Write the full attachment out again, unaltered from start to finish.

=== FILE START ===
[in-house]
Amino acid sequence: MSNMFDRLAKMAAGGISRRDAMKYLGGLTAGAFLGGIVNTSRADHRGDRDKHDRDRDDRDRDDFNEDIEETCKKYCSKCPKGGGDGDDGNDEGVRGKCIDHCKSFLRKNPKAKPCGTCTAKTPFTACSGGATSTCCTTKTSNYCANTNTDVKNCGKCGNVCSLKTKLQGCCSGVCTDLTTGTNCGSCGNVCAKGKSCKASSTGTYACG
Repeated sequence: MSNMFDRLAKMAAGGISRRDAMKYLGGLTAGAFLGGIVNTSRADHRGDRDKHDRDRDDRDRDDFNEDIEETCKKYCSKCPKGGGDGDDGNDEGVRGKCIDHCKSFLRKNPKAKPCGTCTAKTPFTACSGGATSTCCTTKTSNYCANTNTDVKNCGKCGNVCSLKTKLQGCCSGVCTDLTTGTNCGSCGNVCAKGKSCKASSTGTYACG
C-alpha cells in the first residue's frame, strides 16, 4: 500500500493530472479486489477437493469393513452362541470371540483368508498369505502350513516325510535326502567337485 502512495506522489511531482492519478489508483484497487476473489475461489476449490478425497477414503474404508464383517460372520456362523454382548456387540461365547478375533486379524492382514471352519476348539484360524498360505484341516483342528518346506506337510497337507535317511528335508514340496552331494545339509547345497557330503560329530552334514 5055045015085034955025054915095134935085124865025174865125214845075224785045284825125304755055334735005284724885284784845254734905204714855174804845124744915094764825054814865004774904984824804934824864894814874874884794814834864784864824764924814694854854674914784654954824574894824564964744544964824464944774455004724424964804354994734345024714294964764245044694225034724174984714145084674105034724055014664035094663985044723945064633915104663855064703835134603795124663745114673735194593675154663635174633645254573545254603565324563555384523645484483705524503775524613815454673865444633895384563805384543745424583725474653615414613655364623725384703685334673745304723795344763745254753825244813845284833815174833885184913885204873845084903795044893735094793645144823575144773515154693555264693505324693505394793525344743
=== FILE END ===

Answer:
[in-house]
Amino acid sequence: MSNMFDRLAKMAAGGISRRDAMKYLGGLTAGAFLGGIVNTSRADHRGDRDKHDRDRDDRDRDDFNEDIEETCKKYCSKCPKGGGDGDDGNDEGVRGKCIDHCKSFLRKNPKAKPCGTCTAKTPFTACSGGATSTCCTTKTSNYCANTNTDVKNCGKCGNVCSLKTKLQGCCSGVCTDLTTGTNCGSCGNVCAKGKSCKASSTGTYACG
Repeated sequence: MSNMFDRLAKMAAGGISRRDAMKYLGGLTAGAFLGGIVNTSRADHRGDRDKHDRDRDDRDRDDFNEDIEETCKKYCSKCPKGGGDGDDGNDEGVRGKCIDHCKSFLRKNPKAKPCGTCTAKTPFTACSGGATSTCCTTKTSNYCANTNTDVKNCGKCGNVCSLKTKLQGCCSGVCTDLTTGTNCGSCGNVCAKGKSCKASSTGTYACG
C-alpha cells in the first residue's frame, strides 16, 4: 500500500493530472479486489477437493469393513452362541470371540483368508498369505502350513516325510535326502567337485 502512495506522489511531482492519478489508483484497487476473489475461489476449490478425497477414503474404508464383517460372520456362523454382548456387540461365547478375533486379524492382514471352519476348539484360524498360505484341516483342528518346506506337510497337507535317511528335508514340496552331494545339509547345497557330503560329530552334514 5055045015085034955025054915095134935085124865025174865125214845075224785045284825125304755055334735005284724885284784845254734905204714855174804845124744915094764825054814865004774904984824804934824864894814874874884794814834864784864824764924814694854854674914784654954824574894824564964744544964824464944774455004724424964804354994734345024714294964764245044694225034724174984714145084674105034724055014664035094663985044723945064633915104663855064703835134603795124663745114673735194593675154663635174633645254573545254603565324563555384523645484483705524503775524613815454673865444633895384563805384543745424583725474653615414613655364623725384703685334673745304723795344763745254753825244813845284833815174833885184913885204873845084903795044893735094793645144823575144773515154693555264693505324693505394793525344743